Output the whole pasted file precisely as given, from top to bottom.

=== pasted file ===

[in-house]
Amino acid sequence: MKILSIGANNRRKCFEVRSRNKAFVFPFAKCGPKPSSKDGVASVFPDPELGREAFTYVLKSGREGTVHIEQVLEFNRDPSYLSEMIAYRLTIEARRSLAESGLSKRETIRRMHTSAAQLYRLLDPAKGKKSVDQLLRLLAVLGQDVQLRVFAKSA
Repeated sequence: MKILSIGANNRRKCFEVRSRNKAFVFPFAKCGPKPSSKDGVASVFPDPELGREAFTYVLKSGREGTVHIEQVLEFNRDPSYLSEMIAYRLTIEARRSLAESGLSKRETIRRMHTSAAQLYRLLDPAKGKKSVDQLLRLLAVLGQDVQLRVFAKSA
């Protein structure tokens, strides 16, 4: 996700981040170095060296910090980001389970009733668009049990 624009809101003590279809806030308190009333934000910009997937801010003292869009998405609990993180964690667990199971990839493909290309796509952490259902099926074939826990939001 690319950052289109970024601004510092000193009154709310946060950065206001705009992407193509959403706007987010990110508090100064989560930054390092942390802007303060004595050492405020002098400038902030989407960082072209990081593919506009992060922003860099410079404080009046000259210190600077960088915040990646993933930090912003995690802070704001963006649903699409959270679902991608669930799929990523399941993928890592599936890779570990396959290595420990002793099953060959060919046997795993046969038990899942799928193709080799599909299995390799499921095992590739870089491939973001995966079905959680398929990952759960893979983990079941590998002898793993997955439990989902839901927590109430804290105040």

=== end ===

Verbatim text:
[in-house]
Amino acid sequence: MKILSIGANNRRKCFEVRSRNKAFVFPFAKCGPKPSSKDGVASVFPDPELGREAFTYVLKSGREGTVHIEQVLEFNRDPSYLSEMIAYRLTIEARRSLAESGLSKRETIRRMHTSAAQLYRLLDPAKGKKSVDQLLRLLAVLGQDVQLRVFAKSA
Repeated sequence: MKILSIGANNRRKCFEVRSRNKAFVFPFAKCGPKPSSKDGVASVFPDPELGREAFTYVLKSGREGTVHIEQVLEFNRDPSYLSEMIAYRLTIEARRSLAESGLSKRETIRRMHTSAAQLYRLLDPAKGKKSVDQLLRLLAVLGQDVQLRVFAKSA
């Protein structure tokens, strides 16, 4: 996700981040170095060296910090980001389970009733668009049990 624009809101003590279809806030308190009333934000910009997937801010003292869009998405609990993180964690667990199971990839493909290309796509952490259902099926074939826990939001 690319950052289109970024601004510092000193009154709310946060950065206001705009992407193509959403706007987010990110508090100064989560930054390092942390802007303060004595050492405020002098400038902030989407960082072209990081593919506009992060922003860099410079404080009046000259210190600077960088915040990646993933930090912003995690802070704001963006649903699409959270679902991608669930799929990523399941993928890592599936890779570990396959290595420990002793099953060959060919046997795993046969038990899942799928193709080799599909299995390799499921095992590739870089491939973001995966079905959680398929990952759960893979983990079941590998002898793993997955439990989902839901927590109430804290105040």